Buffett firm settlement ends racial bias lawsuit
NEW YORK — A Pennsylvania mortgage company owned by billionaire businessman Warren Buffett’s Berkshire Hathaway discriminated against potential Black and Latino homebuyers in Philadelphia, New Jersey and Delaware, the Department of Justice said Wednesday, in what is being called the second-largest redlining settlement in history.
Trident Mortgage Co., a division of Berkshire’s HomeServices of America, deliberately avoided writing mortgages in minority-majority neighborhoods in West Philadelphia; Camden, New Jersey; and in Wilmington, Delaware, the DOJ and the Consumer Financial Protection Bureau said in their settlement with Trident. As part of the agreement with the DOJ and the CFPB, Trident will have to set aside $20 million to make loans in underserved neighborhoods.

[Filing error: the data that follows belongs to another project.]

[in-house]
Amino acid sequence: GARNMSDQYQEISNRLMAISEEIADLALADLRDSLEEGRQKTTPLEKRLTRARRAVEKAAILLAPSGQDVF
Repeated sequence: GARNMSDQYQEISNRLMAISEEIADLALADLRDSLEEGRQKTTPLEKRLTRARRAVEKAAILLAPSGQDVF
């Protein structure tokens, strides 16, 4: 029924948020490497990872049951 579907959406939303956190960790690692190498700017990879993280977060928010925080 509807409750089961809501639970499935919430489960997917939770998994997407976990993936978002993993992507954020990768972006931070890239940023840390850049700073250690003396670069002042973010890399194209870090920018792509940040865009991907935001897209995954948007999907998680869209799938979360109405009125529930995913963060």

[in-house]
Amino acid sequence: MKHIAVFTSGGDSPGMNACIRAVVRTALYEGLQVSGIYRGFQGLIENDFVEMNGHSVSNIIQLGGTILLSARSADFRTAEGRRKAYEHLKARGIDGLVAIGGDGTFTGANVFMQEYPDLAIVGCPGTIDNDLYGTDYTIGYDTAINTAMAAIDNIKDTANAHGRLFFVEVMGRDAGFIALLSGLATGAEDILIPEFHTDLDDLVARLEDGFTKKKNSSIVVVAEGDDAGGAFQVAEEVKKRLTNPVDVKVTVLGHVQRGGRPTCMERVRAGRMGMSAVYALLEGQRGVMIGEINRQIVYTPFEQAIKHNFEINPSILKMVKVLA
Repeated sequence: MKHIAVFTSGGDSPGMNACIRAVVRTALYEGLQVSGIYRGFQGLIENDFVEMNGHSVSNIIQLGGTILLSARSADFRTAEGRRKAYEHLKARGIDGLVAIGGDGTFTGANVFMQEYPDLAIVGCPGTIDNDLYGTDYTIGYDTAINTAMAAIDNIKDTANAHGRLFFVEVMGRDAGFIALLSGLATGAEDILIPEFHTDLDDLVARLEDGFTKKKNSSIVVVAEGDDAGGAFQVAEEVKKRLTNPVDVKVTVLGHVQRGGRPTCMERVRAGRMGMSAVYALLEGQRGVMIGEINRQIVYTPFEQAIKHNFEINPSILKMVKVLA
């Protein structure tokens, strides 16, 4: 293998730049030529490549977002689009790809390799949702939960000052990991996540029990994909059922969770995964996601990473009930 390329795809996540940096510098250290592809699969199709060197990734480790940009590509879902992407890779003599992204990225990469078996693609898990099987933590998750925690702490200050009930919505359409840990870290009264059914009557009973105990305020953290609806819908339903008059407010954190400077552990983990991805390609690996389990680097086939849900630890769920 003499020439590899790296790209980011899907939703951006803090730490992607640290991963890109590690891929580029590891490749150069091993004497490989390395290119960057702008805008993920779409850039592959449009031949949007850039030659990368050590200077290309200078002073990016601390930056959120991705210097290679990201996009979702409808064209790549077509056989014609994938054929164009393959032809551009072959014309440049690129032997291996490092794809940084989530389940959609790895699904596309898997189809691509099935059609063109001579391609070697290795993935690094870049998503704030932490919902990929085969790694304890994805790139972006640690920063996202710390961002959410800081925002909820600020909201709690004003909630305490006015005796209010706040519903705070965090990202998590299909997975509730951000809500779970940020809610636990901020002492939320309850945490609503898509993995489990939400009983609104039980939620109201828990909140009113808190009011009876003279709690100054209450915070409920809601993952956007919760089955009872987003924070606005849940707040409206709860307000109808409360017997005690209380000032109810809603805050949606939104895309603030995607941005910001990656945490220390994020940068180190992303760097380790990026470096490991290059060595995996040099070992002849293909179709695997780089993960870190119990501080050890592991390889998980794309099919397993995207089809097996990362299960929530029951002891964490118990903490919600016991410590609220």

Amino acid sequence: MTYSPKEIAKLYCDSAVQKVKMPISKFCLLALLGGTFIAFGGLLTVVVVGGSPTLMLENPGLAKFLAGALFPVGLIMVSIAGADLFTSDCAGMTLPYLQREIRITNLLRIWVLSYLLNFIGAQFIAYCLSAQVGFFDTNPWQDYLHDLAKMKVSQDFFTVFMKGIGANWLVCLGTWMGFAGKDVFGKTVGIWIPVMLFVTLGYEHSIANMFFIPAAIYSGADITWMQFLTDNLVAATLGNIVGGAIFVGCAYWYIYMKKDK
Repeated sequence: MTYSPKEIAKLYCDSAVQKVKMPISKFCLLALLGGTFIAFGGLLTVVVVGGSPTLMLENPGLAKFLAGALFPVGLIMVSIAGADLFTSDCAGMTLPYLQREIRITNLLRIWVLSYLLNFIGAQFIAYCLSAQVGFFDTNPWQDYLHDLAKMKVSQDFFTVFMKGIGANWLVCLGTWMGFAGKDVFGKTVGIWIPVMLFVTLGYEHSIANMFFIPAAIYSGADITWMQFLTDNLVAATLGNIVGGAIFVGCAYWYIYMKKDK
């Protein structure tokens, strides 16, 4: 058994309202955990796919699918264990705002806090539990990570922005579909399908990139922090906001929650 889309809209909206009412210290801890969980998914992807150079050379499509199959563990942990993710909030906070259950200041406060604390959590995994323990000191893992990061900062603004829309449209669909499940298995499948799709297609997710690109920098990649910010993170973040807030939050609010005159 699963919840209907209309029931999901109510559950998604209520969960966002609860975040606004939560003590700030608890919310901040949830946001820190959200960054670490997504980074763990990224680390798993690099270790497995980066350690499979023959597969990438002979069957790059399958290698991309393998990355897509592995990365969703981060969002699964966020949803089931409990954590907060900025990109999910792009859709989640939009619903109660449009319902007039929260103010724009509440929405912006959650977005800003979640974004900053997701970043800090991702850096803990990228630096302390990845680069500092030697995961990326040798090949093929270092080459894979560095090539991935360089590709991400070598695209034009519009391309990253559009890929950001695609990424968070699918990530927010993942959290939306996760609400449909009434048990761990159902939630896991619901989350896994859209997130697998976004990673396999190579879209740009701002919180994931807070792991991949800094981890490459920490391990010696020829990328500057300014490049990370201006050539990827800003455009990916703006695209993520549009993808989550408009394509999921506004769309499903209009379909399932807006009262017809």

Redlining is a term used to describe when banks deliberately avoid making loans to nonwhite communities. Banks and the U.S. government used to draw on maps in red marker those neighborhoods that were deemed undesirable to make home loans — hence the term “redlining.”
The neighborhoods were almost always areas where racial minorities lived, and even included other communities that faced historical discrimination, such as Jewish neighborhoods.
The practice effectively cut off entire communities from the primary pathway for wealth generation in the U.S.: homeownership.
To this day, Black and Latino households are far less likely to own their home compared with their white counterparts.
The redlining activity DOJ alleged happened between 2015 and 2019 — Trident stopped writing mortgages in 2020.